Post Script to Friday: After wearing the Velma sweater all day Friday, I came to the conclusion I was not happy with the way the neck of the sweater had stretched out and caused the ribbing to hang funny off my shoulders. If I am feeling adventurous, I might crochet around the neck. Alternately, I will wash and dry the sweater carefully and bury it at the bottom of my least-touched winter clothes tote.
Fast forward to what I spent the end of last year knitting: stockings.
These are the Silk Stockings from Annie Modesitt. When I first read Romantic Hand Knits, I was taken with the idea of knitted stockings. Not because I expect to stand on a veranda looking out over a lush lawn, wearing a white petticoat and pouting into the sunset while my blonde pompadour tumbles down over my shoulders, but because knitting a pair of thigh-high stockings would be pretty hardcore.
I let the idea marinate for a while, and, this fall, the idea came together with two skeins of undyed wool/mohair yarn from <a href="http://grandviewfarmvt.net/" title="Vermont Grand View Farm" target="_blank"Vermont Grand View Farm. As the title suggests, the stockings are meant to be knit in silk, but there was no way I was going to pop for enough silk yarn to knit such a big project. Also, the pattern calls for DK weight yarn, which seemed like it would result in heavy, saggy stockings that wouldn’t fit into shoes. In wool, I certainly wouldn’t be breaking hearts on a veranda, but I’d have stockings that held their shape, stayed up decently well on their own, and were within my price range.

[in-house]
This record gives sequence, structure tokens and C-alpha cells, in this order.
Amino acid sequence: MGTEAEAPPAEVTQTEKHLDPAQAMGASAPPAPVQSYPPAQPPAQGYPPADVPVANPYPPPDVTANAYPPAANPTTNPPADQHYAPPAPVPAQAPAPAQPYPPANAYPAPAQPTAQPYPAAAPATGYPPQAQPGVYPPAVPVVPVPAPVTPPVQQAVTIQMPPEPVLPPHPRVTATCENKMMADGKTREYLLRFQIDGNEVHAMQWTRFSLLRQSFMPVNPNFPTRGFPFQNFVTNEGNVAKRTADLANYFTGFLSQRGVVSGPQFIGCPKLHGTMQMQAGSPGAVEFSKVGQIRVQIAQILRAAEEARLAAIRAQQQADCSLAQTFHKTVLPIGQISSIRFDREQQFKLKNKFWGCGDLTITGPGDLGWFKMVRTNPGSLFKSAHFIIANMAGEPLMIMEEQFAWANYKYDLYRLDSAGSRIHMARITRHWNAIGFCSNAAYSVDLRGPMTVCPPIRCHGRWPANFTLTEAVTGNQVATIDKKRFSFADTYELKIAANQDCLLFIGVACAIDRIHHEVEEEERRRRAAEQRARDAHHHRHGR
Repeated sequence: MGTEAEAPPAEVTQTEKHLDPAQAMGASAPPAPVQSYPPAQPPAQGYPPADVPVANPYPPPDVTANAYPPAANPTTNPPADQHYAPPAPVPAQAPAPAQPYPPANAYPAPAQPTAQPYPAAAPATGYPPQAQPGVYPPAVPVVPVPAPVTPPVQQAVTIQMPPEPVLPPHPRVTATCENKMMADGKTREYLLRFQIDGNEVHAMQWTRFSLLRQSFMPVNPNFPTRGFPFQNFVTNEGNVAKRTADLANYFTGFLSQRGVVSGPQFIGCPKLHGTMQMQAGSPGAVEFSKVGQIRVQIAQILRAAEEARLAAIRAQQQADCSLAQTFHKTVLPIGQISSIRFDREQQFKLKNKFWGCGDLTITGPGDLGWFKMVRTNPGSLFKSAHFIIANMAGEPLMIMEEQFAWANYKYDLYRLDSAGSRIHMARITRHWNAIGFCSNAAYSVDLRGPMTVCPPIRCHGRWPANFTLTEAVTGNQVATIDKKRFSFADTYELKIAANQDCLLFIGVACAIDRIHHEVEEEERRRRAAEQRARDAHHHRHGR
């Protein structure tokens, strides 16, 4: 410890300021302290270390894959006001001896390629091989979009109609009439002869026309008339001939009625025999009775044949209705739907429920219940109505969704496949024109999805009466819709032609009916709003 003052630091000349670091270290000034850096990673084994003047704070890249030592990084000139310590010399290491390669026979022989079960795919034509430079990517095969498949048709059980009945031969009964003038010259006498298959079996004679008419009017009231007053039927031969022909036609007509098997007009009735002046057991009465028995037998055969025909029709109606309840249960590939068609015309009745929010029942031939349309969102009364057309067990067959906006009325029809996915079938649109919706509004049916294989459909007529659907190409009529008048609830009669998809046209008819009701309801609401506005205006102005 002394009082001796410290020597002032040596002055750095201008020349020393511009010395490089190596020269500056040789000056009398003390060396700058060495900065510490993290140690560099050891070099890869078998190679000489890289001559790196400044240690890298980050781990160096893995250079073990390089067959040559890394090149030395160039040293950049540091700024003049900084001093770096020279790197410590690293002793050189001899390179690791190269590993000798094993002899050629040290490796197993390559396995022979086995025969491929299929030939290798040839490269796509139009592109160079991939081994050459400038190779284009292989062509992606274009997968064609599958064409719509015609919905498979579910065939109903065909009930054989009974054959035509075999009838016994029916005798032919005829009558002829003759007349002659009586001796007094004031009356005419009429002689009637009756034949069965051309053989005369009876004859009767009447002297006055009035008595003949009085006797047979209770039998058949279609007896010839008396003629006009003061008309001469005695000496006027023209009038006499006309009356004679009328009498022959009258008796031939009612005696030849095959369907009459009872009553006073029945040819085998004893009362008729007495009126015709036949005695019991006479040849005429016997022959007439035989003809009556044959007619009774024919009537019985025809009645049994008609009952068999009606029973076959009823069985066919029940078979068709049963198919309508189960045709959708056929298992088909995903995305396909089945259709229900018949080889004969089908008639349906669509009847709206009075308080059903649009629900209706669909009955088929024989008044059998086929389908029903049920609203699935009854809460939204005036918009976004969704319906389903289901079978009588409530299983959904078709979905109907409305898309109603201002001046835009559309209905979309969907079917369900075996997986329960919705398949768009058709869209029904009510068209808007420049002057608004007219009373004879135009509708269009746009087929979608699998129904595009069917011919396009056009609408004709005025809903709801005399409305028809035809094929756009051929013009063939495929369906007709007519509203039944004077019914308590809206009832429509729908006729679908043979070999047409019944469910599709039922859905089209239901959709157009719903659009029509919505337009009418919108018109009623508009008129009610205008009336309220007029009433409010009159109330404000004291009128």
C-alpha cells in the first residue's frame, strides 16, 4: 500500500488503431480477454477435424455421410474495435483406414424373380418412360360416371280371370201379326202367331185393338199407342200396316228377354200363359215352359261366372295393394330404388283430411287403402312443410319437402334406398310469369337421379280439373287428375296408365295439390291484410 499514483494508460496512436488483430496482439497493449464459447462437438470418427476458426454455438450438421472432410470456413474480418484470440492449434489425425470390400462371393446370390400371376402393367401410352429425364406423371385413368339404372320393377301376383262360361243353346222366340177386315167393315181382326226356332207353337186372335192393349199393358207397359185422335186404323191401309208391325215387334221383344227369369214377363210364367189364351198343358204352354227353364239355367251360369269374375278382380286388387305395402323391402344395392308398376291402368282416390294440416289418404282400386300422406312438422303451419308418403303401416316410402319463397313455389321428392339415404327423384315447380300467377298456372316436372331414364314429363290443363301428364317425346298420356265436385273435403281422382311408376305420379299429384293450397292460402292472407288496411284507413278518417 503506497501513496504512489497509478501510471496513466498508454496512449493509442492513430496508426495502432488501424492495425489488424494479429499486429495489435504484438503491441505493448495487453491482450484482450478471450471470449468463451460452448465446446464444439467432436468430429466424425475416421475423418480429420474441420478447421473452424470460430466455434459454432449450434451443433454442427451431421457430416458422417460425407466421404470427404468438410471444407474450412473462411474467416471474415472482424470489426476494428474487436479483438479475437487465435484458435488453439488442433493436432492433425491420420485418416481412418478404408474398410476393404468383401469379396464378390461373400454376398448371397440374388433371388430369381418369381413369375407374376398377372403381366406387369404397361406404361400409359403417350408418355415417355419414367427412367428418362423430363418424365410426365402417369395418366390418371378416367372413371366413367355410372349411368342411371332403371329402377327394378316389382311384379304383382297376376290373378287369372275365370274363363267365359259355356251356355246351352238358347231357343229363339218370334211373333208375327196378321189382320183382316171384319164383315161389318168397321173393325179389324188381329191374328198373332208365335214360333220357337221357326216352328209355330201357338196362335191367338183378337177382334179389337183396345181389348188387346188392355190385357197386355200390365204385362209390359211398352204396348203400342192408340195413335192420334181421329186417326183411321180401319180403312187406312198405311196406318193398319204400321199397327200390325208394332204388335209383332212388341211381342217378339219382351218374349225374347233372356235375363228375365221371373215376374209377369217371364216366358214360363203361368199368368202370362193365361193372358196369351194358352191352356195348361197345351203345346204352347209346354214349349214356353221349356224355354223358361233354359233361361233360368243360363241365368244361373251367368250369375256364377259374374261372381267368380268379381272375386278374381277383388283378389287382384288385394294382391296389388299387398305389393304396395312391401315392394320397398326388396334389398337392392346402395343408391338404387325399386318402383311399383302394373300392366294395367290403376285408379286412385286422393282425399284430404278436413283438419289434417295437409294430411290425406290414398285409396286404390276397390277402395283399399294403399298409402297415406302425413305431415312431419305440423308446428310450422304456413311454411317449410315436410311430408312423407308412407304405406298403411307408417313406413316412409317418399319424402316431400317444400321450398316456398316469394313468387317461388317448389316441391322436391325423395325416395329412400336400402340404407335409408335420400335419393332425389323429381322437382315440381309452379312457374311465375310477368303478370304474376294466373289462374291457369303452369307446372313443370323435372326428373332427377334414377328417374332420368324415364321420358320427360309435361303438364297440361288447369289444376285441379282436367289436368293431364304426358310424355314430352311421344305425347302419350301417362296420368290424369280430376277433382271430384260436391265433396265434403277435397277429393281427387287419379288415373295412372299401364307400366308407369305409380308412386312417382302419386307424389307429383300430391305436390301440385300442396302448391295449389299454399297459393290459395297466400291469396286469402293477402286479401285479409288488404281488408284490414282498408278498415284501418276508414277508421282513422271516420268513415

In early November, I started the stockings. I knew they were a big project, but I was pretty sure I could finish them up at the same time Querido finished his big finals projects.
The stockings move along quickly, but they are a huge, huge project. I memorized the lace pattern right around the time I turned the heel, but the stockings just kept going. I devoted days on end to knitting them on winter break (Melba was in heaven), and still they dragged on.
I knitted, and knitted, and knitted some more. I carried them in my backpack. I knitted them during movies. I stayed up late knitting. I knitted like I was being paid overtime to knit. And finally, two weeks after finals,
they were done. I was so exhausted by the sheer amount of knitting that it wasn’t until yesterday’s photo shoot that I really appreciated being done with them. The fact that it was barely 50 degrees helped. The wool is, as I had hoped, warm, stretchy, and light for its volume. In American wool, the stockings are not dainty or frilly, but perfect for layering with a wool jumper and peacoat.
My notes are on Ravelry, but please. Unless you want to go really crazy, get started on a hat instead.